An opportunity I almost missed

Friday night, circa 7pm.

“Hello, sorry to have disturbed you while you’re with your family. I’m just going round to see if you’d like to buy some things I have. I’m on a youth offenders scheme and trying to make amends by earning money doing this. If you have a minute, I can show you what I have. If not, I’ll make my way on with a smile on my face.”

The kid was 20 years old. I told him I didn’t have a minute as I was with my family. This was no lie, I really was. They were huddled round me at the doorstep. He said Thais and went off on his way. And then I got the worst sense of guilt I have felt in a long time. Why did I turn him away? Because he troubled me? Because he looked like a bit of a scruffien? Because I didn’t want to part with my money? I don’t know, maybe all of the above, maybe some other stuff.

Minutes later I went looking for him. We live on a closed estate, so finding him wasn’t going to be hard, my only fear was he’d have simply moved on to the main road. I found him, and told him to head back to mine once he’d finished. He said he was due to finish and was happy to come on over there and then.

Me: You look like you’ve had a hard day?
Him: you really don’t know how hard it’s been mate.
Me: What are you doing this for?
Him: I did some pretty bad stuff a whie ago, and I’ve come to realise that if I want to have a better life for myself, I need to try and make something of myself. I reckon if I can do this, I can do anything. I’ve got myself on a engineering course at college, and I need money to help me get through it.
Me: Sounds like a good plan you’ve got for yourself there. Are you from round here?
Him: No, I’m from Derby. (I live in Epping – more than 200 miles from his home town).
Me: Blimey! Look, I’m sorry i turned you away at first, but I was getting ready to put my kids to bed.
Him: It’s ok, I understand I have a two year old myself.

At my house, he went on to show me what he had in his bag. Simple household type goods – sponges, oven mitts, tumble dryer balls, micro fibre cloths. And some car cleaning stuff too – chamois leather cloths, car sponges. He explained he gets half of what he sells. The other half goes to the agency helping him to do this work.

I agreed to buy some items, and showed him to the door. Before he left I had to give him some advice. His starting story was bang on the mark. He was very humble in his approach, explained enough about what he was trying to do, and never tried to pull on my heart strings with lines like – oh go on mate, if you don’t help me out I’ll go hungry. He kept it simple and short. That’s why I went after him. I believed his story and felt he was genuine.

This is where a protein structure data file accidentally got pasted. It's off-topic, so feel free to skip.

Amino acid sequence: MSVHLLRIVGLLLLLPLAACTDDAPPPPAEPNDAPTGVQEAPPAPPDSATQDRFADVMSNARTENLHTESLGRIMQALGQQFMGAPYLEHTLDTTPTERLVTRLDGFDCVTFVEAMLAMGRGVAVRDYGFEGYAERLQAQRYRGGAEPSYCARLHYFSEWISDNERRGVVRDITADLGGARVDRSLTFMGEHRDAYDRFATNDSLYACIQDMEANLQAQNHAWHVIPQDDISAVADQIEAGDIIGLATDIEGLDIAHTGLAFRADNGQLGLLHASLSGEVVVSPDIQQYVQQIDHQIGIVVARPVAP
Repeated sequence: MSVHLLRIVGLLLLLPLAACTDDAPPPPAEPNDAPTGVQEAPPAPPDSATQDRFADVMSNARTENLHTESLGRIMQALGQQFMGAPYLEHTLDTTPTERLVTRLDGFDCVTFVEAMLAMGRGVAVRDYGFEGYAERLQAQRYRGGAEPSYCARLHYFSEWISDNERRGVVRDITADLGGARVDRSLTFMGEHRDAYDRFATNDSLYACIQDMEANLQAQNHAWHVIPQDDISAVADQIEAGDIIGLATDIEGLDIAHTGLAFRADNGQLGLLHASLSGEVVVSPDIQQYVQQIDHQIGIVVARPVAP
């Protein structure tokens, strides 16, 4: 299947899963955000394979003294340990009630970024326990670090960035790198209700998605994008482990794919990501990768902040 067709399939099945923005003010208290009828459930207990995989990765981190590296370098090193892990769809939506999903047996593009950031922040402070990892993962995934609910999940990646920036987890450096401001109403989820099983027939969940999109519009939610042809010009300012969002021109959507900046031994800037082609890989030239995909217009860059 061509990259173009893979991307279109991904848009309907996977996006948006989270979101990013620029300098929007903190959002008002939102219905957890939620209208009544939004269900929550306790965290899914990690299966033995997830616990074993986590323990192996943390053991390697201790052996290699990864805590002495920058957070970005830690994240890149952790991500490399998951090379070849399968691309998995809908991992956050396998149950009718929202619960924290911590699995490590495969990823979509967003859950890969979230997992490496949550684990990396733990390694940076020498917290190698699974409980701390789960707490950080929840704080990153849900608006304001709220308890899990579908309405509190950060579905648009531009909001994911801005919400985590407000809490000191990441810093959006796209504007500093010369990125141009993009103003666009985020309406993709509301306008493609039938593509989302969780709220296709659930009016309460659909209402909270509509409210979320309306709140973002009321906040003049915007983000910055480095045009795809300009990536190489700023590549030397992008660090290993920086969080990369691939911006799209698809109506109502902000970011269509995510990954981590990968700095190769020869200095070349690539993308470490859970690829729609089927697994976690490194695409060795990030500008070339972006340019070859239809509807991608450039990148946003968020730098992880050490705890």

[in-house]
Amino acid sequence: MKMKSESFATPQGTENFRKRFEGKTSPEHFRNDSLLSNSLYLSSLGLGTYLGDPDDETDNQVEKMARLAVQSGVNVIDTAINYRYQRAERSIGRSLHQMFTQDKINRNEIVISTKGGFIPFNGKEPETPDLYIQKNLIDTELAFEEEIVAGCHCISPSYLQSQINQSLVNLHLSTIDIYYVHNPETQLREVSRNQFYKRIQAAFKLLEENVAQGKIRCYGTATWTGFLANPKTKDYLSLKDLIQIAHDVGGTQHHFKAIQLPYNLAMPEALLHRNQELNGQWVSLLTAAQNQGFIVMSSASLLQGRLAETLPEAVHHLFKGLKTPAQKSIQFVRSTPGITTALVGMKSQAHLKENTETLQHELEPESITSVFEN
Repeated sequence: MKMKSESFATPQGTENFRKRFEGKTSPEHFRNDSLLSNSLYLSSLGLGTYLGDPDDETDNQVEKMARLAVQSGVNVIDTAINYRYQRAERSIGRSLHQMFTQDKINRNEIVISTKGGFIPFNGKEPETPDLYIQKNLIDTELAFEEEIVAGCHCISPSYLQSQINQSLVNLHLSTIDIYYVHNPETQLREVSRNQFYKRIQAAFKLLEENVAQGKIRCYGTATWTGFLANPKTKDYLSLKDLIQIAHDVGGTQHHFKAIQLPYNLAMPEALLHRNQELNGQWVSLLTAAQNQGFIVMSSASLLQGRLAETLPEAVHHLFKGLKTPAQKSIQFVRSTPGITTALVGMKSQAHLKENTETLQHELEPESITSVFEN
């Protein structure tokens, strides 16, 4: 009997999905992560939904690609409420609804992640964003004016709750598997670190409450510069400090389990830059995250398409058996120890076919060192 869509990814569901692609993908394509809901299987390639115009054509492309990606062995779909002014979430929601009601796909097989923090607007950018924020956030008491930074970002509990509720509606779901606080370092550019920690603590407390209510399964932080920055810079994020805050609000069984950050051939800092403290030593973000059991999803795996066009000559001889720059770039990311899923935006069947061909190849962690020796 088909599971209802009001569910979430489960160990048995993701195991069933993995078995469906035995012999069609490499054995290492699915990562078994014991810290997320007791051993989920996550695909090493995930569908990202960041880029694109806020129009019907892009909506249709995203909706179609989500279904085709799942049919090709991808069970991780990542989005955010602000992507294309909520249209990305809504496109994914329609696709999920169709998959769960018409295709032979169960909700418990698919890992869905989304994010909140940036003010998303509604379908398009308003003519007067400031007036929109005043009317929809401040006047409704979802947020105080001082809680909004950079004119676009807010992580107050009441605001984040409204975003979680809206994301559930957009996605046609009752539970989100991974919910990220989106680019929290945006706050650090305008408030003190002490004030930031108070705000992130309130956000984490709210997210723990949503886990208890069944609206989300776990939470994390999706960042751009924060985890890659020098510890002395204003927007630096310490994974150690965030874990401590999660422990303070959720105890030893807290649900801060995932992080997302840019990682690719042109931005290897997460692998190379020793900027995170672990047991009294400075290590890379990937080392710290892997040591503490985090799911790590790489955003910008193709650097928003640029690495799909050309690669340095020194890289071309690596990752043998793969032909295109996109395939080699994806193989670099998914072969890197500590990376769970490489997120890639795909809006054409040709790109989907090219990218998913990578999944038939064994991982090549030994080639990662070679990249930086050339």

There was some advice from my days at QVC that I thought could serve him well too. Essentially he’s doing the same job they do. Selling day to day items and trying to make them seem attractive.

I was struck at this kid’s strength and determination to do better for himself. He fully recognised what was going on in the world, and how people can react to him. I didn’t want to be another person that let this guy down. He looked like he’d had enough knocks. I don’t know what the future holds for him. I wish him well. I hope he’s able to truly learn and pick himself up from this work he’s doing, and is able to go on and complete his engineering course. And further down the line I hope he’s able to provide for his child and raise him with the set of values that he seems to now be learning for himself.

True story.

Published by

Sukh Pabial

I'm an occupational psychologist by profession and am passionate about all things learning and development, creating holistic learning solutions and using positive psychology in the workforce.

2 thoughts on “An opportunity I almost missed”

  1. Lovely story Sukh, thanks for sharing. We take chances when we take strangers at face value. But in my view, so much better to give the benefit of the doubt than to assume ulterior motives. I’ve been conned through trusting someone in a similar situation, and my only hope was at some point he would realise there was a better way to live. May sound naive, but I will always continue to believe the best in people, even when some behave otherwise. Good luck to ‘your guy’. Alison

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